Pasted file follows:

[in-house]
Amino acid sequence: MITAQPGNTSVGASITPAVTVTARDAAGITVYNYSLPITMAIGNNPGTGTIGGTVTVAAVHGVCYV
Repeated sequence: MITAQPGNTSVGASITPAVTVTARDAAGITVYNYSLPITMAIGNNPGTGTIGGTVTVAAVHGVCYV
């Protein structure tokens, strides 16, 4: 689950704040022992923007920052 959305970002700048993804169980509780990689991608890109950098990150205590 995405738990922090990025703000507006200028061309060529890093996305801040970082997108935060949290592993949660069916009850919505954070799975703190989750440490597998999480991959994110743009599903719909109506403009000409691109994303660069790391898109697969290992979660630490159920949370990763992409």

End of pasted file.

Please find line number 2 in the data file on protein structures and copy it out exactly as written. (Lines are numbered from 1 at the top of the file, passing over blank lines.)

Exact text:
Amino acid sequence: MITAQPGNTSVGASITPAVTVTARDAAGITVYNYSLPITMAIGNNPGTGTIGGTVTVAAVHGVCYV